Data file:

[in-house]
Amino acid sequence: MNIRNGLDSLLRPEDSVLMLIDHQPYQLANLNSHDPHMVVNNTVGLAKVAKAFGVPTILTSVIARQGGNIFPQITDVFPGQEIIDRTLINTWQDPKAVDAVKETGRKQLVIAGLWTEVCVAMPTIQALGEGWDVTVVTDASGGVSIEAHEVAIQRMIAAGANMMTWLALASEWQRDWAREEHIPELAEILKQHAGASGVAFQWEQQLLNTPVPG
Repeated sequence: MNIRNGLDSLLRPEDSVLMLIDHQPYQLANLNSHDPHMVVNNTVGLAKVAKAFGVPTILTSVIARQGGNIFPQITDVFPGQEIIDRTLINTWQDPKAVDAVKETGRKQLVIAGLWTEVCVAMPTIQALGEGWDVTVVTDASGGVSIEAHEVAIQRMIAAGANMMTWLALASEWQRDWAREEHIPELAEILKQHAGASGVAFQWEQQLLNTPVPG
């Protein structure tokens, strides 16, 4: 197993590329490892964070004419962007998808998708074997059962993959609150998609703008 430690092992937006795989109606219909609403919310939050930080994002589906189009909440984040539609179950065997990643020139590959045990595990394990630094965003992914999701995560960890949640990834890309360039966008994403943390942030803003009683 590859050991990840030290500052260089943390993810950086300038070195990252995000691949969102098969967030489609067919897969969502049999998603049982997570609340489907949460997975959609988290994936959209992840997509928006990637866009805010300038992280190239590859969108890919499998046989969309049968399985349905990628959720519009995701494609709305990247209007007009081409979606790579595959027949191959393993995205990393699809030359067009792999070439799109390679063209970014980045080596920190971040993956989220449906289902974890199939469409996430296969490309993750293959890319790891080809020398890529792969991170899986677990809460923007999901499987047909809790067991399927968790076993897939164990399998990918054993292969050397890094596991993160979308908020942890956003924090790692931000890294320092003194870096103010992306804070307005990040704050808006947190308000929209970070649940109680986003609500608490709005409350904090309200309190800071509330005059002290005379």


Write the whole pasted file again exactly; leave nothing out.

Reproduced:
[in-house]
Amino acid sequence: MNIRNGLDSLLRPEDSVLMLIDHQPYQLANLNSHDPHMVVNNTVGLAKVAKAFGVPTILTSVIARQGGNIFPQITDVFPGQEIIDRTLINTWQDPKAVDAVKETGRKQLVIAGLWTEVCVAMPTIQALGEGWDVTVVTDASGGVSIEAHEVAIQRMIAAGANMMTWLALASEWQRDWAREEHIPELAEILKQHAGASGVAFQWEQQLLNTPVPG
Repeated sequence: MNIRNGLDSLLRPEDSVLMLIDHQPYQLANLNSHDPHMVVNNTVGLAKVAKAFGVPTILTSVIARQGGNIFPQITDVFPGQEIIDRTLINTWQDPKAVDAVKETGRKQLVIAGLWTEVCVAMPTIQALGEGWDVTVVTDASGGVSIEAHEVAIQRMIAAGANMMTWLALASEWQRDWAREEHIPELAEILKQHAGASGVAFQWEQQLLNTPVPG
């Protein structure tokens, strides 16, 4: 197993590329490892964070004419962007998808998708074997059962993959609150998609703008 430690092992937006795989109606219909609403919310939050930080994002589906189009909440984040539609179950065997990643020139590959045990595990394990630094965003992914999701995560960890949640990834890309360039966008994403943390942030803003009683 590859050991990840030290500052260089943390993810950086300038070195990252995000691949969102098969967030489609067919897969969502049999998603049982997570609340489907949460997975959609988290994936959209992840997509928006990637866009805010300038992280190239590859969108890919499998046989969309049968399985349905990628959720519009995701494609709305990247209007007009081409979606790579595959027949191959393993995205990393699809030359067009792999070439799109390679063209970014980045080596920190971040993956989220449906289902974890199939469409996430296969490309993750293959890319790891080809020398890529792969991170899986677990809460923007999901499987047909809790067991399927968790076993897939164990399998990918054993292969050397890094596991993160979308908020942890956003924090790692931000890294320092003194870096103010992306804070307005990040704050808006947190308000929209970070649940109680986003609500608490709005409350904090309200309190800071509330005059002290005379």